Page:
June 1, 2019 -- Medtronic continues to make headlines with Micra™, a less-invasive, self-contained pacemaker that is 93% smaller than conventional ones. Today, the “world’s smallest pacemaker” has been implanted in tens of thousands of patients around the world.
And while engineers and physicians played a major role in developing Micra™, another small Medtronic team was critical in turning the concept of a vitamin-sized pacemaker into reality.
A team of precision machinists.
“Through this capability, we help fuel innovation and creativity,” says Andrzej Malewicz, Vice President of Research and Development for Medtronic Therapy Delivery Systems. “We can accelerate product development and try to predict reliability and performance of devices.”
A design for a new medical device starts with a team of engineers. But early in the process, they’ll turn to physicians for feedback.
“We want to get our ideas into the hands of doctors,” says Maggie Pistella, a senior mechanical design engineer at Medtronic. “But they need to have something physical to look at and to try out.”
That’s when designers like Maggie entrust their ideas to the precision machinists.
“We’re willing to tackle some of the most complex jobs,” says Guy Thayer, engineering manager for the team.
Using the latest Swiss-machining technology, the complex parts they produce are used to create prototypes, matching the engineer’s exact design. (What is Swiss-machining? It refers to a specialized process for machining small, high precision turned parts.)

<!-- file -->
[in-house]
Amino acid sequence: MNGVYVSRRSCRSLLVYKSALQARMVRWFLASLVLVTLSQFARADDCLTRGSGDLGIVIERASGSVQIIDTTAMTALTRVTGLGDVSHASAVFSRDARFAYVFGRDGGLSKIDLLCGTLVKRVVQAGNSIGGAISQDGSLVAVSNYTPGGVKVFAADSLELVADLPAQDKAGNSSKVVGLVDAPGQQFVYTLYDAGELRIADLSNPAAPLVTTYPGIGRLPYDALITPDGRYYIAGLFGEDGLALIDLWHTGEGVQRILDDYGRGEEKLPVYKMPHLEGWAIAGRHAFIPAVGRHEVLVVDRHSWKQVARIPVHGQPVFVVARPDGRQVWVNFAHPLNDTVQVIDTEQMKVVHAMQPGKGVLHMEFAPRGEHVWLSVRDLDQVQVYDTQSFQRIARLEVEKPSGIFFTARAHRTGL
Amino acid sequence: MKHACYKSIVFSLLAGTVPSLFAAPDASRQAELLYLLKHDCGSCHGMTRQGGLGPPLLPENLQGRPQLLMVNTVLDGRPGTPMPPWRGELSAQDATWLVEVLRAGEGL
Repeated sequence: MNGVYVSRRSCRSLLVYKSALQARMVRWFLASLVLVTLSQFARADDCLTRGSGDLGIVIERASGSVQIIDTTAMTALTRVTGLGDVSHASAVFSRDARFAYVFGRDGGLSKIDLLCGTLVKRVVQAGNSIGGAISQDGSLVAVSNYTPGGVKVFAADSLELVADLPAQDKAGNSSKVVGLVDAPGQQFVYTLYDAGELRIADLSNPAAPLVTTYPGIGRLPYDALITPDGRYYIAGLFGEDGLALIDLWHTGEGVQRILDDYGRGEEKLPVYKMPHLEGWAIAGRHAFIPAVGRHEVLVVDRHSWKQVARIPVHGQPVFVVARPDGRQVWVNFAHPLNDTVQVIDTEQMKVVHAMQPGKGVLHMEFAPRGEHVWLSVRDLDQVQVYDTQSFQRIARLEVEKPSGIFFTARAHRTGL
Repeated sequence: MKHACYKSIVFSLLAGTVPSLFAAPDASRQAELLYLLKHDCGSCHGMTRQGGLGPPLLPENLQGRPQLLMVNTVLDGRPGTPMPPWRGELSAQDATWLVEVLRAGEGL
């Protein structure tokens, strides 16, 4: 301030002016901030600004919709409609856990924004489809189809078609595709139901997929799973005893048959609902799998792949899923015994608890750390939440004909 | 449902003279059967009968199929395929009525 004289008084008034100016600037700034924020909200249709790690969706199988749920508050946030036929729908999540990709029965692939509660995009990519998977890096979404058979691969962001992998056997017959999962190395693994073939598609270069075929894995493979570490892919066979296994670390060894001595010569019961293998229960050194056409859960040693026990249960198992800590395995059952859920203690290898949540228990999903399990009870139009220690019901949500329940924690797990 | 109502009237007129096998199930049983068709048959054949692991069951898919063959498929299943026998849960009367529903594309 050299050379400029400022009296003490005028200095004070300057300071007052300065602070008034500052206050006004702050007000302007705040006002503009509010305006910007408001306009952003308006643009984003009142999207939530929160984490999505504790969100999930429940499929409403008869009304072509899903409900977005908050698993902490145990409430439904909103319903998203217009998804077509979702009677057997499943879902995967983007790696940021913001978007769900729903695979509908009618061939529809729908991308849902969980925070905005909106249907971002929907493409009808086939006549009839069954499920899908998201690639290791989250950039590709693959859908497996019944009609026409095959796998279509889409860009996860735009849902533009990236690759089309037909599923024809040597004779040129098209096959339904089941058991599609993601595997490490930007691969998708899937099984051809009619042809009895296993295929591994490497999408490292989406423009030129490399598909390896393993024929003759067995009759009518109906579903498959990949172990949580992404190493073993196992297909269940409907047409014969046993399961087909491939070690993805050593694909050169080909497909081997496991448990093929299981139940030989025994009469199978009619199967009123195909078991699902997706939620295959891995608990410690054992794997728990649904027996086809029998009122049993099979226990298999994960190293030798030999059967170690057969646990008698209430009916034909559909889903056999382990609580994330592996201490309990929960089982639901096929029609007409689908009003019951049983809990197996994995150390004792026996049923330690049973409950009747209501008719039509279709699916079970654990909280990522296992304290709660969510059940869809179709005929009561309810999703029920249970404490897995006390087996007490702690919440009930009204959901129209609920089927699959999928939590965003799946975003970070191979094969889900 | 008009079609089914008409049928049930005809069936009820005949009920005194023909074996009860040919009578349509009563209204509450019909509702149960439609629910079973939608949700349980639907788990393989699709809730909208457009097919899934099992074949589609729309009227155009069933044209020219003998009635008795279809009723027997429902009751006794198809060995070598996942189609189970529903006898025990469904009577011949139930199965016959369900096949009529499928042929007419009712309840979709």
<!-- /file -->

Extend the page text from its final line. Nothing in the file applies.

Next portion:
Some of the finished components are hard to describe – or even see.
We’ve Swiss-turned some parts that literally fit on the head of a pin.Guy Thayer Engineering Manager Precision Machining Team
“We can hold tight tolerances on some really small parts,” says Thayer. “We’ve Swiss-turned some parts that literally fit on the head of a pin.”
One part the team created was 45,000 times smaller than a penny.
“We know this helps our engineers,” he says. “And who knows, one of these components could be part of the next great medical device.”
Precision machining is typically used on production lines creating the same part or component hundreds of times each day.
But at Medtronic, the machining team makes iterations of individual prototypes to accelerate research and development.
“If we don’t have parts quickly, it delays testing,” says Pistella. “We have to prove the design will work the way we think it will.”
Pistella believes having an in-house machining team at her fingertips saves valuable time.
“If you have to go to outside vendors to create parts and prototypes, it can take months,” she says. “If we can begin testing sooner, the faster we can gather the appropriate data.”
And that data is critical in the early stages of development. It allows engineers to receive immediate feedback and move forward or go back to the drawing board.
“When engineers have ideas they’re not fully baked right away,” says Malewicz. “Having the ability to tweak designs and produce another revision – in house – means we can reduce the time it takes for them to get to patients.”
And keeping the focus on patients ultimately aligns with the Mission of the company – to alleviate pain, restore health, and extend life.
Thayer and his team members share a keen sense that the projects they work on make a difference for people.
“We want to make the impossible, possible,” says Lukas Nelson, a machinist on Thayer's team.
Lukas understands this better than most. At age 14, doctors diagnosed him with a condition in which his heart beat too fast. He underwent a heart ablation which helps to stop the arrhythmia. Seeing the power of what medical technology can do led him to Medtronic.
“I get to use my machining skills in a meaningful way,” he says. “If I do my best, that’s going to be the best for someone else.”